obstructive colon cancer
– The third Dutch Snapshot study –
Acute bowel obstruction occurs in 8-13% of patients with colon cancer.1 Many of the patients with acute left-sided obstructive colon cancer are elderly and in a poor clinical condition, in whom emergency resection has shown high mortality and morbidity.2 Consequently, the revised national and European guidelines (2014) recommended bridge to surgery (BTS) with either self-expandable metal stent (SEMS) or decompressing stoma (DS) in these high-risk patients. However, oncological safety are the main hurdle for routine implementation, although long-term results are still scarce.3 Furthermore, few studies exist on decompressing stoma as BTS and the use of this approach is still restricted.
1) To perform an in-depth update of national practice concerning curative treatment of acute left-sided obstructive colon cancer, including an evaluation of guideline implementation;
2) To assess the long-term oncological outcomes of SEMS as BTS.
A retrospective, collaborative research project was conducted in the Netherlands by the DSRG according to a methodology as described previously. Thirty-day data were retrieved from the DCRA, a prospective (mandatory) national registry of patients operated for colorectal cancer. During a period of three months, this database was extended by surgical residents under supervision of a consultant surgeon with additional diagnostic and procedural data as well as long-term outcomes using a secured web-based tool.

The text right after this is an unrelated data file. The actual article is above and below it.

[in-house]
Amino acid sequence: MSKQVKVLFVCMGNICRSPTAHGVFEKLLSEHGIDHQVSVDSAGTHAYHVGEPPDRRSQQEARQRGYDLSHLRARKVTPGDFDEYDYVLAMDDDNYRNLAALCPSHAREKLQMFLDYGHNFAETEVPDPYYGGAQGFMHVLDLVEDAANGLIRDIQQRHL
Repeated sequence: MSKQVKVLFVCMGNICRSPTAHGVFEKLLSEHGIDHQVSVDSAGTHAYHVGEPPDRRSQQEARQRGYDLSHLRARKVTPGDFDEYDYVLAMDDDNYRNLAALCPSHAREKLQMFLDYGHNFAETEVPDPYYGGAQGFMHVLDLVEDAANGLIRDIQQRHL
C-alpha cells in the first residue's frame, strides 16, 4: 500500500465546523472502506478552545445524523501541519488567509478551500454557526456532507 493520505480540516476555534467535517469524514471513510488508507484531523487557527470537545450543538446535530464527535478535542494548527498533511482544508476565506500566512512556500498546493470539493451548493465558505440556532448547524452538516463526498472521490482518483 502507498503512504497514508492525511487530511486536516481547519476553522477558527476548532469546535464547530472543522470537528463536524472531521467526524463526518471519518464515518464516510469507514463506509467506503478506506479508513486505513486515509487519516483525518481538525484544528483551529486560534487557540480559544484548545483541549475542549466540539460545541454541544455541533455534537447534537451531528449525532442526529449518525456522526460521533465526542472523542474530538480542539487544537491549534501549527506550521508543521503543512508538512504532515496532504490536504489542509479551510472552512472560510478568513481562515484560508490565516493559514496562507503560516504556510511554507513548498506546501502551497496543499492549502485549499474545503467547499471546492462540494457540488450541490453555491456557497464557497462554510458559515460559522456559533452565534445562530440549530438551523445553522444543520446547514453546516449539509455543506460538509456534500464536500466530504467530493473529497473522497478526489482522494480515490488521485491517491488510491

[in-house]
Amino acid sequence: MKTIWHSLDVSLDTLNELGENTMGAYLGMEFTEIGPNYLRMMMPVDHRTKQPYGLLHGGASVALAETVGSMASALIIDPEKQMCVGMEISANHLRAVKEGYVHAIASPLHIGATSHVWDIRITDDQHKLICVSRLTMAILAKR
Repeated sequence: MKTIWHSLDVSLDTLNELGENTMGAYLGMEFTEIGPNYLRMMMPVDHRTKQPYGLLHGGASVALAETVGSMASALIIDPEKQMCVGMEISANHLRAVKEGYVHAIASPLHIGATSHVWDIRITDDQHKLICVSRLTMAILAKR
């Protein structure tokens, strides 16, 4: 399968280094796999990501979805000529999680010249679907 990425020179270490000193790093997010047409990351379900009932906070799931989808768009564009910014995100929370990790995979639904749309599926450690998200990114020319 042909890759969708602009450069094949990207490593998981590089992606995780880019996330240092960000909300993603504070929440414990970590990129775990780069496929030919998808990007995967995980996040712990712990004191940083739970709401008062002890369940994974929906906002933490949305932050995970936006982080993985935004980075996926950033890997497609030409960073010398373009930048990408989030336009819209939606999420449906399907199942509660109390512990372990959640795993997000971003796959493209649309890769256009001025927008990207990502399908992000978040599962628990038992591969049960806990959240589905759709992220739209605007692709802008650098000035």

All patients who had a resection of left-sided obstructive colon cancer between January 2009 and December 2016. Patients with an extracolonic malignancy and/or signs of bowel perforation on CT were excluded.
The first publication within this Snapshot project revealed that stent placement as a bridge to elective resection seems an oncologically safe alternative to emergency resection, with a three-year locoregional recurrence rate of 11.4% versus 13.6% (p=0.457), a disease-free survival rate of 58.8% versus 52.6% (p=0.175), and an overall survival rate of 74.0% versus 68.3% (p=0.231), respectively. Patients who had a stent placed had a lower permanent stoma rate than emergency resection patients (23.9% versus 45.3%, p<0.001), especially in elderly patients (29.0% versus 57.9%, p<0.001).
Currently, five other manuscripts within this Snapshot project have either been accepted for publication or published by JAMA Surgery, Annals of Surgery, Annals of Surgical Oncology, Journal of the National Comprehensive Cancer Network (JNCCN), and International Journal of Colorectal Disease.